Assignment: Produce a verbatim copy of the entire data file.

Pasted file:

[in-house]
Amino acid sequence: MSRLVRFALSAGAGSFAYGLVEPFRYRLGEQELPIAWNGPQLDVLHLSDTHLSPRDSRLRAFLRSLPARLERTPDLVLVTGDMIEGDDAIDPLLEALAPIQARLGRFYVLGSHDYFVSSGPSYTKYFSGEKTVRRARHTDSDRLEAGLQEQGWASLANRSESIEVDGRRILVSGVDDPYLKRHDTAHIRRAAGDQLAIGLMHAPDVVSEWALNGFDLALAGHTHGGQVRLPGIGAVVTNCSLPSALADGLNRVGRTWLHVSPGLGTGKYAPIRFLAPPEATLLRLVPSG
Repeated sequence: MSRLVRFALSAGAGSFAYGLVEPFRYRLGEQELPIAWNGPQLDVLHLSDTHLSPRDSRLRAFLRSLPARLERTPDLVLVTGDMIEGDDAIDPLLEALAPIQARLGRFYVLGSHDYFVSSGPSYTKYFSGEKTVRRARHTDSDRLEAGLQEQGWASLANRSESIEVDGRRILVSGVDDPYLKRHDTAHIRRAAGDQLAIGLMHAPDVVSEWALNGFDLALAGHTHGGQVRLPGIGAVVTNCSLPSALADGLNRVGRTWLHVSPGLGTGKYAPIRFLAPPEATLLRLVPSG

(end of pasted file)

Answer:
[in-house]
Amino acid sequence: MSRLVRFALSAGAGSFAYGLVEPFRYRLGEQELPIAWNGPQLDVLHLSDTHLSPRDSRLRAFLRSLPARLERTPDLVLVTGDMIEGDDAIDPLLEALAPIQARLGRFYVLGSHDYFVSSGPSYTKYFSGEKTVRRARHTDSDRLEAGLQEQGWASLANRSESIEVDGRRILVSGVDDPYLKRHDTAHIRRAAGDQLAIGLMHAPDVVSEWALNGFDLALAGHTHGGQVRLPGIGAVVTNCSLPSALADGLNRVGRTWLHVSPGLGTGKYAPIRFLAPPEATLLRLVPSG
Repeated sequence: MSRLVRFALSAGAGSFAYGLVEPFRYRLGEQELPIAWNGPQLDVLHLSDTHLSPRDSRLRAFLRSLPARLERTPDLVLVTGDMIEGDDAIDPLLEALAPIQARLGRFYVLGSHDYFVSSGPSYTKYFSGEKTVRRARHTDSDRLEAGLQEQGWASLANRSESIEVDGRRILVSGVDDPYLKRHDTAHIRRAAGDQLAIGLMHAPDVVSEWALNGFDLALAGHTHGGQVRLPGIGAVVTNCSLPSALADGLNRVGRTWLHVSPGLGTGKYAPIRFLAPPEATLLRLVPSG